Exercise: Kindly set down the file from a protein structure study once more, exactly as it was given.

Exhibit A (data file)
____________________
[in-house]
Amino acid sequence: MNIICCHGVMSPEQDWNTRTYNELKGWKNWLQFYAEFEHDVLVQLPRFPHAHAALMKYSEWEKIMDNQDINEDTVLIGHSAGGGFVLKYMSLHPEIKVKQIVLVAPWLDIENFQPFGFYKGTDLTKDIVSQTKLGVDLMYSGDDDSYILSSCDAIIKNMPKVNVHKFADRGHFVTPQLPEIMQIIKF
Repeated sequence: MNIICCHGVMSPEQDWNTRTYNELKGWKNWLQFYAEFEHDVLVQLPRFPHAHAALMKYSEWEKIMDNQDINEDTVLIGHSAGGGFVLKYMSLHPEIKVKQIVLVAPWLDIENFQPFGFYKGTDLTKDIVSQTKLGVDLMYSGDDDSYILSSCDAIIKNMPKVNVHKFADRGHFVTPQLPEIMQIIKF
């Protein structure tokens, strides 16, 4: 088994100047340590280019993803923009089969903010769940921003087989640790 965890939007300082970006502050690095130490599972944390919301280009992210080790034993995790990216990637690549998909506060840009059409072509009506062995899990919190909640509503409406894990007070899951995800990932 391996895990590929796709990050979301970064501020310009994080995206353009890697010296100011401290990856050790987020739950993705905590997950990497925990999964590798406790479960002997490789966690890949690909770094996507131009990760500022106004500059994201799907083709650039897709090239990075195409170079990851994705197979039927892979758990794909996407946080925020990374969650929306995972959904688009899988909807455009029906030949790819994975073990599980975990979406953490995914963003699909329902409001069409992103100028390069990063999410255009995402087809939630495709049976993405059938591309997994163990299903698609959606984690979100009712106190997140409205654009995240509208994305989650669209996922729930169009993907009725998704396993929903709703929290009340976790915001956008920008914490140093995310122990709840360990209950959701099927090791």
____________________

[in-house]
Amino acid sequence: MNIICCHGVMSPEQDWNTRTYNELKGWKNWLQFYAEFEHDVLVQLPRFPHAHAALMKYSEWEKIMDNQDINEDTVLIGHSAGGGFVLKYMSLHPEIKVKQIVLVAPWLDIENFQPFGFYKGTDLTKDIVSQTKLGVDLMYSGDDDSYILSSCDAIIKNMPKVNVHKFADRGHFVTPQLPEIMQIIKF
Repeated sequence: MNIICCHGVMSPEQDWNTRTYNELKGWKNWLQFYAEFEHDVLVQLPRFPHAHAALMKYSEWEKIMDNQDINEDTVLIGHSAGGGFVLKYMSLHPEIKVKQIVLVAPWLDIENFQPFGFYKGTDLTKDIVSQTKLGVDLMYSGDDDSYILSSCDAIIKNMPKVNVHKFADRGHFVTPQLPEIMQIIKF
């Protein structure tokens, strides 16, 4: 088994100047340590280019993803923009089969903010769940921003087989640790 965890939007300082970006502050690095130490599972944390919301280009992210080790034993995790990216990637690549998909506060840009059409072509009506062995899990919190909640509503409406894990007070899951995800990932 391996895990590929796709990050979301970064501020310009994080995206353009890697010296100011401290990856050790987020739950993705905590997950990497925990999964590798406790479960002997490789966690890949690909770094996507131009990760500022106004500059994201799907083709650039897709090239990075195409170079990851994705197979039927892979758990794909996407946080925020990374969650929306995972959904688009899988909807455009029906030949790819994975073990599980975990979406953490995914963003699909329902409001069409992103100028390069990063999410255009995402087809939630495709049976993405059938591309997994163990299903698609959606984690979100009712106190997140409205654009995240509208994305989650669209996922729930169009993907009725998704396993929903709703929290009340976790915001956008920008914490140093995310122990709840360990209950959701099927090791």